When Microsoft first released Windows 10, the only color for the title bar was white. Not only was that frustrating for the mere fact that we've been able to change the color of title bars ever since Windows 3.x, but having only white title bars made it difficult to distinguish between active and inactive windows.
However, as I described in the article Windows 10's white title bars may soon be history with the return of the Windows Insider Program, which published in August 2015, Microsoft was at that time touting the return of title bar colors in Windows 10 Insider Preview Build 10525.
In November 2015, Microsoft released a substantial update to the Windows 10 operating system, which, among other things, included the capability to set the color of the active title bar. I described the new feature in the article The Windows 10 November Update: A look at the smaller details. Being able to once again set the color of active title bars made it easier to distinguish between active and inactive windows—but it would have been nice to set the color of inactive title bars as in the past.
I recently learned that you can indeed set the color of inactive title bars using registry hacks. While the registry hacks work perfectly, I wasn't satisfied. So coming fresh off the revival of my HTML applications (HTAs) for changing Windows 10 screen savers, I decided to create a new HTA for setting the color of the inactive title bar.
You can download the HTA here. The package contains three files:
To ensure a safe download that won't raise the ire of your AV program, I changed the file extension for the HTA to txt. To run this file, you'll have to rename the extension back to hta. The HTA relies on the ColorPalette.png file, so make sure both files are in the same folder when you run the HTA.
Before you can use the Inactive Title Bar Color Settings HTA, you must set an active title bar from the Colors tab of the Personalization setting screen. When you do, Windows 10 populates the appropriate registry key with the ancillary settings required to set the inactive title bar color. If you do not first set an active title bar color, the Inactive Title Bar Color Settings HTA will not work.
Setting the inactive title bar color
When you set the color of the active title bar from the Colors tab of the Personalization setting screen, you simply click on a tile in a color palette, as shown in Figure A. Replicating that type of UI in an HTA proved to be tricky, so I had to settle for a different approach. I was able to incorporate that same color palette; however, you must select the color from a scrolling list box.
You set the color of the active window title bar by clicking the color tile in the palette.
To configure the inactive title bar color, double-click the InactiveColor.hta file and you'll see the main screen, shown in Figure B. Each tile in the color palette has a number assigned to it, and just like the palette on the Colors tab of the Personalization setting screen, there are 48 color tiles.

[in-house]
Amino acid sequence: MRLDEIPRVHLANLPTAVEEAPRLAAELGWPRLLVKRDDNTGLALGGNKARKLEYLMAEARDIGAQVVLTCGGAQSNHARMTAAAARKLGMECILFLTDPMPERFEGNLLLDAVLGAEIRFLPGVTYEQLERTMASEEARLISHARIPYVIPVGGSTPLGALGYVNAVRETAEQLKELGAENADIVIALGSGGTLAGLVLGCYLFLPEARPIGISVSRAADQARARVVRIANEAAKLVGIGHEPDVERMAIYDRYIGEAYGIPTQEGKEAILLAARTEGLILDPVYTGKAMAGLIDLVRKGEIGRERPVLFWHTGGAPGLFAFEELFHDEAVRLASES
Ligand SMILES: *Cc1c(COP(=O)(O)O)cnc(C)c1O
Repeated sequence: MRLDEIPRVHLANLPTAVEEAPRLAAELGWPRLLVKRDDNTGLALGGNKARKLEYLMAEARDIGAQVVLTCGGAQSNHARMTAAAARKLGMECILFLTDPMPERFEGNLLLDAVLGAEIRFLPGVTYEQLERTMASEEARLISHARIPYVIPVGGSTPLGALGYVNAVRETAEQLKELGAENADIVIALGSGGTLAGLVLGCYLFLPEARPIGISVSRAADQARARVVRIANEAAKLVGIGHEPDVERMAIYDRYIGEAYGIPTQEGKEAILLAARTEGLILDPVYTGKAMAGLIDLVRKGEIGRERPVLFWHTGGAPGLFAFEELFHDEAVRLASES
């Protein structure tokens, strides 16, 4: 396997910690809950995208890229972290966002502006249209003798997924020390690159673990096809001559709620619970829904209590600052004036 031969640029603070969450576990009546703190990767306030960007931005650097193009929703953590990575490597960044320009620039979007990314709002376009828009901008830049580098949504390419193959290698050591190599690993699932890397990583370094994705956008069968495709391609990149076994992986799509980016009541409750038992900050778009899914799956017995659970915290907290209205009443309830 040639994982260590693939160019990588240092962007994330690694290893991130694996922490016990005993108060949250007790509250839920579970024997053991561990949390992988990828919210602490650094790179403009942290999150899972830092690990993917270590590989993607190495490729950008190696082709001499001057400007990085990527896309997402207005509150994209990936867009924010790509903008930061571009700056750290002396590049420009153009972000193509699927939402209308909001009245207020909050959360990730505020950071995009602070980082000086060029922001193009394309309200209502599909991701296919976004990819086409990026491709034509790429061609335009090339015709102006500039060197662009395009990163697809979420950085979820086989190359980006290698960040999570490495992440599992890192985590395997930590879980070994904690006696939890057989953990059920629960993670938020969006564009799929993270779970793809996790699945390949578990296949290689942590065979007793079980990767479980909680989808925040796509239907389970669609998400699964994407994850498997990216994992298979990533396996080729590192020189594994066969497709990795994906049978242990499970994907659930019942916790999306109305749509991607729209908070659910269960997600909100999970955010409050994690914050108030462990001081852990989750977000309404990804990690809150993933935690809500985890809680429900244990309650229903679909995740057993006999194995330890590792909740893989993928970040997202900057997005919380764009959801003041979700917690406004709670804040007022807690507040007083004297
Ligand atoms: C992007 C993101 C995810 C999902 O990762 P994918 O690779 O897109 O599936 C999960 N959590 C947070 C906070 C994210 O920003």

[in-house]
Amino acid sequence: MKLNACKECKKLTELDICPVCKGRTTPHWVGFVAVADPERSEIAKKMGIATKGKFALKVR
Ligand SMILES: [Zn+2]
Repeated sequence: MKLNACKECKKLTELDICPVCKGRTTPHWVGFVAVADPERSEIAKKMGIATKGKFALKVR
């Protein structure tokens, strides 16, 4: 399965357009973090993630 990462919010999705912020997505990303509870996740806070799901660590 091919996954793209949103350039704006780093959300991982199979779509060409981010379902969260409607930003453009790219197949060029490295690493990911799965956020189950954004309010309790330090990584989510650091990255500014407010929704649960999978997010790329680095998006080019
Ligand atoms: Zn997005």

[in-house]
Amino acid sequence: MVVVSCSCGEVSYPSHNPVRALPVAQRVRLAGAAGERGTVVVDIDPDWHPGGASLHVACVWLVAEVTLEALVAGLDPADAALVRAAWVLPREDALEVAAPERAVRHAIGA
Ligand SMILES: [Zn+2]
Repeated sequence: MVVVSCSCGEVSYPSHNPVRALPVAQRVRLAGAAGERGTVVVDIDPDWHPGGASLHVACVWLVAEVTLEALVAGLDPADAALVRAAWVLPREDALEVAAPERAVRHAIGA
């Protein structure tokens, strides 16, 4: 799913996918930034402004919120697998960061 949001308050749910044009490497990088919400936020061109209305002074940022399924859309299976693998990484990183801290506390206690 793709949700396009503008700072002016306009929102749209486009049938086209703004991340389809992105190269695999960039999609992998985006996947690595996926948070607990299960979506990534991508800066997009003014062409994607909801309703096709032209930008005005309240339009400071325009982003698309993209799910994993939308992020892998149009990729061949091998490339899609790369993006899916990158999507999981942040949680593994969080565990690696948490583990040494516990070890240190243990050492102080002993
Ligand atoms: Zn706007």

The HTA lets you set the color of the inactive title bar by selecting a number in the scrolling list box.
The adjacent scrolling list box shows all the row numbers. To choose a color for the inactive title bar, note the row number assigned to the color tile you want, select that number in the list box, and click OK. A prompt will appear in the foreground, thus making the initial HTA window inactive. You'll see the new inactive color choice, as shown in Figure C. As you can see in this example, I selected R74, which is a bright green, and the initial HTA window is now inactive and displaying that color.
When you click OK, the main window will become inactive, giving you a look at your color selection.
If you like your new color choice, click Yes. Both the prompt and the main HTA window will close and the inactive title bar color will be enabled. If you don't like the color, click No and you'll be returned to the main HTA window, where you can select another color.
If you decide you want to return the inactive title bar back to its original color, white, just click the Reset button.
More Windows 10 tips and tricks
- How to customize the Bubbles, Ribbons, and Mystify screen savers for Windows 10
- How to create a custom folder to access the Windows 10 GodMode tools you need
- How to install Windows 10 in a VM on a Linux machine
- How to use Phone Companion to set up Windows 10 apps on your mobile device
What's your take?
Have you ever wanted to change the color of the Windows 10 inactive title bar—or do you find that kind of tweak unimportant? Share your thoughts with fellow TechRepublic members.
Greg Shultz is a freelance Technical Writer. Previously, he has worked as Documentation Specialist in the software industry, a Technical Support Specialist in educational industry, and a Technical Journalist in the computer publishing industry.